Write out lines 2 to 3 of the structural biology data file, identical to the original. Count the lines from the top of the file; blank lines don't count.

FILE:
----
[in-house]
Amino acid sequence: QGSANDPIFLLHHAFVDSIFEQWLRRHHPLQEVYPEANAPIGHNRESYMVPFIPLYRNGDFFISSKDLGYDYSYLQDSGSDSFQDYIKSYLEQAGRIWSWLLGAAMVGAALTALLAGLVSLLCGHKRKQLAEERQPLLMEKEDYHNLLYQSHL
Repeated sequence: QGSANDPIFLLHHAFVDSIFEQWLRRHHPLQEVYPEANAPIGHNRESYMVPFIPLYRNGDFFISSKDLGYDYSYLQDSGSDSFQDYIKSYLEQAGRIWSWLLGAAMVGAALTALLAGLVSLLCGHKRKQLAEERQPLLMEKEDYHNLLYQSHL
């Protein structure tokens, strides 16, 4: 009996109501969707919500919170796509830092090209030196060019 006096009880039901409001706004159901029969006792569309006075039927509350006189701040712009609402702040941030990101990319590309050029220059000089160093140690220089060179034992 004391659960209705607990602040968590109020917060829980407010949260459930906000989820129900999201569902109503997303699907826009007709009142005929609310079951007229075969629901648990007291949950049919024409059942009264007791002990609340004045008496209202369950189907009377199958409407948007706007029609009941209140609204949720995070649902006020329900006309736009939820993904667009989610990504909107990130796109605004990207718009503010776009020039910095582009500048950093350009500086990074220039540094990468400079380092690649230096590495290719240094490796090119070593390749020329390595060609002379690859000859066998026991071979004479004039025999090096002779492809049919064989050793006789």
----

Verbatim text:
Amino acid sequence: QGSANDPIFLLHHAFVDSIFEQWLRRHHPLQEVYPEANAPIGHNRESYMVPFIPLYRNGDFFISSKDLGYDYSYLQDSGSDSFQDYIKSYLEQAGRIWSWLLGAAMVGAALTALLAGLVSLLCGHKRKQLAEERQPLLMEKEDYHNLLYQSHL
Repeated sequence: QGSANDPIFLLHHAFVDSIFEQWLRRHHPLQEVYPEANAPIGHNRESYMVPFIPLYRNGDFFISSKDLGYDYSYLQDSGSDSFQDYIKSYLEQAGRIWSWLLGAAMVGAALTALLAGLVSLLCGHKRKQLAEERQPLLMEKEDYHNLLYQSHL